Another thought I’d like to offer up comes from my understanding of “utoaji’ and “sadaka.”

Utoaji= offering

Sadaka= sacrifice

What do these words mean to you?…

To me, both have significant value but in differing ways. You can offer your service or help to someone. You can offer some advice or an explanation if the situation arises. You can lay an offer on the table as an asking-price or compromise for something desired. In American churches, we collect an offering each week. Offerings generally seem to be focused on giving from what you already have and thus, describes something manageable to give from our way of life.

Sacrifices, on the other hand, describe a thing which is given up for something or someone. We sacrifice our time to others. A “sacrifice fly” in baseball prevents one person from trying his chances on the bases in order for another teammate to advance and/or score. Many conversations about love and relationships mention sacrifice regularly. Sacrifices are usually difficult, painful and thus…rare.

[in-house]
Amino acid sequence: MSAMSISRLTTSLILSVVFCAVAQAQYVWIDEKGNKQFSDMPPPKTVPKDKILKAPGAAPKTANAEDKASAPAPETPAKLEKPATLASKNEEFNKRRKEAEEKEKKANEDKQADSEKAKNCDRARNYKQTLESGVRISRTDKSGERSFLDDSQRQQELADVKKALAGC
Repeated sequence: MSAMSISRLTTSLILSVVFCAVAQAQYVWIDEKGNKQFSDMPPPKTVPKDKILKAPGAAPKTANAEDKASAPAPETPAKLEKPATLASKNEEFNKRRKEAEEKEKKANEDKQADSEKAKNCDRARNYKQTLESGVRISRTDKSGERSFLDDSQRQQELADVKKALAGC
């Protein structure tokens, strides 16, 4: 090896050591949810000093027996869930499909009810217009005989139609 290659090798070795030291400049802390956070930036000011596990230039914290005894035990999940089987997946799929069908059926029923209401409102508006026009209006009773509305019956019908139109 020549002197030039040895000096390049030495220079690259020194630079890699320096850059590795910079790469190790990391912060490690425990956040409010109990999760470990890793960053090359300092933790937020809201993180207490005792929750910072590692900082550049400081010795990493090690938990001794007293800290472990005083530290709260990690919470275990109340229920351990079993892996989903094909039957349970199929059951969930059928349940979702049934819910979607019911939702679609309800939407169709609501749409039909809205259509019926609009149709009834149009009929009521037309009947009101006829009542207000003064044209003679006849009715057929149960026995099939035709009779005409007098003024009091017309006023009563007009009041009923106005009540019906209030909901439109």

Churches in Tanzania, however, don’t give offerings…they give sacrifices. So what? It’s just a word, right? What does it mean when one chooses to sacrifice something than simply offer it? How would your support of your church and community be different if you sacrificed more for it?

Week after week, I’ve seen Mark 12:41-43 (check it out here… 2 copper coins…) lived out as people give as much from their heart as they do the change tucked away in the pockets of their Sunday best. It isn’t an offering but a sacrifice they lift up to God… They could have used it to comfort-ize their lives a little more but they didn’t…

What in your life are you offering to a friend, a loved one, a church, school, or some organization or even…God… when a sacrifice could reflect your love more?

When I reflect on my life, the people who have influenced me the most were the ones who made sacrifices to help me be who I am today. I think (and of course thank also) my parents, my family, a number of teachers and pastors, several friends from the L-E days, the Wofford ways and my stint in the Queen City (you all know who you are!) and others who arrived at various points in my life quite providentially. To these sacrificers, I am grateful and will never forget not just what you did for me…but what you gave up for me.

 

I hope you find the time to write down a similar list and, better yet, seek them out to share that gratitude. May your life be filled with offerings and sacrifices to those around you.

And each day, may you witness the sacredness of sacrifice.

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